Software Feature Prioritization – Pruning the Product Tree

You’re about to launch the MVP of your product—but in the background, there’s a never-ending stream of feature requests from stakeholders who have waited months (if not longer) for their idea to reach the top of the list. Where do you begin to prioritize these requests and foster shared ownership of the outcomes?

I like to use a feature prioritization activity called “Pruning the Product Tree.” This activity is a great framework for getting stakeholders involved, talking about priorities, and building understanding of what it takes to design, develop, test, and launch key features.

The Product Tree Framework

I recommend using the largest whiteboard available to draw your tree. The bigger the tree, the more people can contribute. Your tree should have a few key elements:

  • Trunk – to represent the features you’re currently building
  • Branches – to represent the categories of features you’ll be building in the future (leave room for more branches to grow in your discussion)
  • Roots – to represent the technical requirements or infrastructure needed to make the features you list possible
  • Seed Basket – to keep the ideas that don’t make it onto the tree right now

Your tree should look something like this:

You’ll also want some Post-it notes so people can write down specific features and stick them onto the tree. I suggest using green or leaf-shaped Post-its to make it even more realistic.

Framing the Activity

The name of the game is prioritization. Before you get started, explain that features placed closest to the trunk of the tree signify near-term priorities, whereas features placed on the outer ends of the branches signify long-term future plans. You can even draw some dotted boundaries for current, near-term, and future plans if it helps the group prioritize.

Once you’re ready, invite the group to spend a few minutes writing their desired features on Post-its and placing them on the tree. Encourage every participant to contribute to the tree. Seeing what others have posted may help you think of other features or requirements (to be written on the roots).

As groups of features start to emerge, start to cluster them around labeled branches. I prefer to label branches as I go (vs. labeling them ahead of time) so I can avoid making assumptions about the categories. If sub-branches or connections need to be made, draw them in as needed.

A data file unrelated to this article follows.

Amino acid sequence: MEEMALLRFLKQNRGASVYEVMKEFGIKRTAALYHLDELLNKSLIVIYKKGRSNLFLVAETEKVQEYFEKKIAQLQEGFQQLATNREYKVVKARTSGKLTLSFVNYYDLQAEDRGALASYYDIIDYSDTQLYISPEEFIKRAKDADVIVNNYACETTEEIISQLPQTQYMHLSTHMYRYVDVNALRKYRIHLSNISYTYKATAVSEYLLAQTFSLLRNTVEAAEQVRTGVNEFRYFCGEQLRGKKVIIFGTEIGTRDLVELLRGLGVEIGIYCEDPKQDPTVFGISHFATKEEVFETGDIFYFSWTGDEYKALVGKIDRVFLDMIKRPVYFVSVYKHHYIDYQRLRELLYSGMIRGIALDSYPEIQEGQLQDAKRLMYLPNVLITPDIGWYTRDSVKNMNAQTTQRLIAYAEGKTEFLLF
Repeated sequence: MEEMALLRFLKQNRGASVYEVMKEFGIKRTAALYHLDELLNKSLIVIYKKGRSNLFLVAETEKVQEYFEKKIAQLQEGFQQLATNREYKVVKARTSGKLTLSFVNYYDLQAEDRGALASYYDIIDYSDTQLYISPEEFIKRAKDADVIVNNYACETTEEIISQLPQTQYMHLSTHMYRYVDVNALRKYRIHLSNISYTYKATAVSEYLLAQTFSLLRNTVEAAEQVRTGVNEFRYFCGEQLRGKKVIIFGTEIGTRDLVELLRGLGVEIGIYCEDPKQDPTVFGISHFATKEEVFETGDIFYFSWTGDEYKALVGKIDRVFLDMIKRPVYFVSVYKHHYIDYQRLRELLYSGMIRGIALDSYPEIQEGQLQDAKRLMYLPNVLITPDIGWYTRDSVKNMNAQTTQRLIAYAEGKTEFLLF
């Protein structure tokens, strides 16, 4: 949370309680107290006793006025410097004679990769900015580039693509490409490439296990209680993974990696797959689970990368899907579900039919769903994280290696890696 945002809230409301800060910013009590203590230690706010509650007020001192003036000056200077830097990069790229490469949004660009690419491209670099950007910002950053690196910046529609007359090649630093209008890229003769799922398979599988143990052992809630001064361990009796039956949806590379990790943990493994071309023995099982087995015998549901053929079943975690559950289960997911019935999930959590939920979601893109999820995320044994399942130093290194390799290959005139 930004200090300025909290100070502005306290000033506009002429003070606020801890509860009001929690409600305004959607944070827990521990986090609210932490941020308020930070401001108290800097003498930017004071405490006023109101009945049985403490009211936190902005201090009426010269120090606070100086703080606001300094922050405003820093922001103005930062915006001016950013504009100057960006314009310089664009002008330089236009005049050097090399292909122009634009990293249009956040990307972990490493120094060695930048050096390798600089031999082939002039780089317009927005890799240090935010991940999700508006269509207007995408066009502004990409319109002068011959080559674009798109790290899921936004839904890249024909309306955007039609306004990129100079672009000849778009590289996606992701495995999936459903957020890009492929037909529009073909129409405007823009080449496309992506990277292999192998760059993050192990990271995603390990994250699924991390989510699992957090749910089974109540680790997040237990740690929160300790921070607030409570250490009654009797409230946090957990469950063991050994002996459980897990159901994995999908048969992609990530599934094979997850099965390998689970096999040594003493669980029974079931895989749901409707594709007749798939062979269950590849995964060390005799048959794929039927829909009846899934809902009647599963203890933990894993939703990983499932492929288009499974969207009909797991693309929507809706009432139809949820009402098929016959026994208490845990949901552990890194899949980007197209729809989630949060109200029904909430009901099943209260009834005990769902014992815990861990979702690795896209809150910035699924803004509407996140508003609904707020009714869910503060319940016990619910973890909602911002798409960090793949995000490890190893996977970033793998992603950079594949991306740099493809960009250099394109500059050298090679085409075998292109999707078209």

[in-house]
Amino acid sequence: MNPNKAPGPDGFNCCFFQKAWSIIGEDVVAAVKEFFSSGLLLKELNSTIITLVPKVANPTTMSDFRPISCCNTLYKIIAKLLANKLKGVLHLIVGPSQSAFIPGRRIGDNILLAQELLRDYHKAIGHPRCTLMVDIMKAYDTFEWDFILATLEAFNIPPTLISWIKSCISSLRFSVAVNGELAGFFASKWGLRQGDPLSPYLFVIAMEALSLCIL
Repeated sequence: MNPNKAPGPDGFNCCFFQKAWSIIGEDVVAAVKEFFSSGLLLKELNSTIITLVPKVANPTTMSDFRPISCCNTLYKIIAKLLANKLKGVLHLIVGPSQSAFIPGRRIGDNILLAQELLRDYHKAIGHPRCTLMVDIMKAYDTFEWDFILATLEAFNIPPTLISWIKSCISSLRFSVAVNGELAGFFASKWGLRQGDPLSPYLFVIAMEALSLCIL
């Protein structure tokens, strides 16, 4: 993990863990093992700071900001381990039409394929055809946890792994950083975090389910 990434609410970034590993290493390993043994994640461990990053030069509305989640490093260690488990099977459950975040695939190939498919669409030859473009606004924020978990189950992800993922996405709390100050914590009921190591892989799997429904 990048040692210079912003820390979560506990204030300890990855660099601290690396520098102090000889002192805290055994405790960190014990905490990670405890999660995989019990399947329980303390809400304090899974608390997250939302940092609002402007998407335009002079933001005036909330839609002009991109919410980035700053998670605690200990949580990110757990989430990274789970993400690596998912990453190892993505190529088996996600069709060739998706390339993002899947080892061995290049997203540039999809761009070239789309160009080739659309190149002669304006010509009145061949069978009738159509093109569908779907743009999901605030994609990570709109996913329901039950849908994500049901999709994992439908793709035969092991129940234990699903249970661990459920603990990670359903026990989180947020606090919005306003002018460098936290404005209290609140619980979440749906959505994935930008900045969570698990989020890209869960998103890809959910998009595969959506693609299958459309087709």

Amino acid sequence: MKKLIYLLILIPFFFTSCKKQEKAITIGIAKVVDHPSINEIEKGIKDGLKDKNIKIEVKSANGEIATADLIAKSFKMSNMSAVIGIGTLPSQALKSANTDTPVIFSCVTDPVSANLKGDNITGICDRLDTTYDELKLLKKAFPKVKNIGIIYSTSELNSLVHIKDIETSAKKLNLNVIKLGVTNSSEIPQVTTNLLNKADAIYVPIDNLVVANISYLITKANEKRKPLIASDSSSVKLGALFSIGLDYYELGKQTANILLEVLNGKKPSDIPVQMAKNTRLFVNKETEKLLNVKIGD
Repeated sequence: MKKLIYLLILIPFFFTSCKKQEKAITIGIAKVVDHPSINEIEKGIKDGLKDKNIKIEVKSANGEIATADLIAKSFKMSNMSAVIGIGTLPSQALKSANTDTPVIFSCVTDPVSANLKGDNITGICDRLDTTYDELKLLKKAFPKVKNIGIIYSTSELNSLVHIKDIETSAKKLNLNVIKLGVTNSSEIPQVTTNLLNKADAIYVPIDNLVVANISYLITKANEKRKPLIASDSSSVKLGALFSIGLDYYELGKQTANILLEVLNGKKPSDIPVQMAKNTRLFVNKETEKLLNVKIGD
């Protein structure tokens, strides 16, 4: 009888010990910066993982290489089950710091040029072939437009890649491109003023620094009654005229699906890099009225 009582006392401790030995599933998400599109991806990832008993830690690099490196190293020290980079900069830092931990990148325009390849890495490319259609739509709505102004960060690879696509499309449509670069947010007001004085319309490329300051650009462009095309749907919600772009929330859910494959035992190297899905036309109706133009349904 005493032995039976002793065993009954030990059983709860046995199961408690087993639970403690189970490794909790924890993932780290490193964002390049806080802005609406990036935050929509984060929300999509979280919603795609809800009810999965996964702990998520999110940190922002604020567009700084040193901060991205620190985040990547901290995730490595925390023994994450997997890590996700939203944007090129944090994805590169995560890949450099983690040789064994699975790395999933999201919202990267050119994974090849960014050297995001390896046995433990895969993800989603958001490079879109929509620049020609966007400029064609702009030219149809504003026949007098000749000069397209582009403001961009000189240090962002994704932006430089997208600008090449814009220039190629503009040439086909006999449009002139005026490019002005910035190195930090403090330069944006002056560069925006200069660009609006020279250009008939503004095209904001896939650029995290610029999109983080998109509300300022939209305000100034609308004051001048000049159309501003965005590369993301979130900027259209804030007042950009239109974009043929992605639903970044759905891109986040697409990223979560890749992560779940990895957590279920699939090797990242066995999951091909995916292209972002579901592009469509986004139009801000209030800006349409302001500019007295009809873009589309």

A word of caution: It’s easy for this to become an idea generation activity, especially when considering the future of the product. Keep an ear out for this as you facilitate the discussion, and during this activity, focus the group on what is feasible, desirable, and viable.

Discussing as a Group

When the tree is full of leaves, take a few minutes to analyze the results and discuss your observations as a group:

  • Are some branches heavier with leaves than others?
  • Are any of the categories surprising? Did any of the categories you expected to see fail to get represented on the tree?
  • Are there features that require a lot more user understanding? Consider dot-voting those that need to be explored further.
  • Do the roots have the infrastructure they need to make these features possible?

Beyond Product or Software Design

At its core, the Pruning the Product Tree activity is a grouping and prioritization method. It works so well with features or ideas because each of those data points is actionable. That’s not to say this design thinking method couldn’t be used in other contexts.

Say you needed to develop a communication strategy across several mediums or you were planning a large event such as a conference and needed to prioritize your efforts. This activity could be a great conversation starter. Work bottom-up from data points to categories or top-down from categories to prioritized data points to determine which aspects of your experience you will focus on and what details you will prioritize first.

This activity is great on its own, but stay tuned for my next post, where I’ll share a follow-up activity that takes the outcomes of your tree and turns them into a collaborative document you can share with the team.